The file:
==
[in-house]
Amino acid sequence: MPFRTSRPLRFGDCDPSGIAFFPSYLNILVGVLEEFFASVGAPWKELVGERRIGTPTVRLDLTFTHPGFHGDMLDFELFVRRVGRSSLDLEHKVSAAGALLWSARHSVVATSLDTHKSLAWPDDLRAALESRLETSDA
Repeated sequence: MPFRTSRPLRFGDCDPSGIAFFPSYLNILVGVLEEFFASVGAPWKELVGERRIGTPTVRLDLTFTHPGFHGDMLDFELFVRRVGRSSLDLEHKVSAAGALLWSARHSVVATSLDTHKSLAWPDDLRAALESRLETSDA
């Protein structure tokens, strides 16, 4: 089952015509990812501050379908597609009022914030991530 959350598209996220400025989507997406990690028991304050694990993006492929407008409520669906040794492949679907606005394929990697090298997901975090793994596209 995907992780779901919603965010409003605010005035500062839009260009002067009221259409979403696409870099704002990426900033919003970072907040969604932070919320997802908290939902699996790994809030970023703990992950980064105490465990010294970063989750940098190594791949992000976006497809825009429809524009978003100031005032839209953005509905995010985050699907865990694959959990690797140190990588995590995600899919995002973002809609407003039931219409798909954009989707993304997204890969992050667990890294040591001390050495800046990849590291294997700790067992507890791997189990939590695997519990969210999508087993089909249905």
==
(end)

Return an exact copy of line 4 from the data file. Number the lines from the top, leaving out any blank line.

């Protein structure tokens, strides 16, 4: 089952015509990812501050379908597609009022914030991530 959350598209996220400025989507997406990690028991304050694990993006492929407008409520669906040794492949679907606005394929990697090298997901975090793994596209 995907992780779901919603965010409003605010005035500062839009260009002067009221259409979403696409870099704002990426900033919003970072907040969604932070919320997802908290939902699996790994809030970023703990992950980064105490465990010294970063989750940098190594791949992000976006497809825009429809524009978003100031005032839209953005509905995010985050699907865990694959959990690797140190990588995590995600899919995002973002809609407003039931219409798909954009989707993304997204890969992050667990890294040591001390050495800046990849590291294997700790067992507890791997189990939590695997519990969210999508087993089909249905």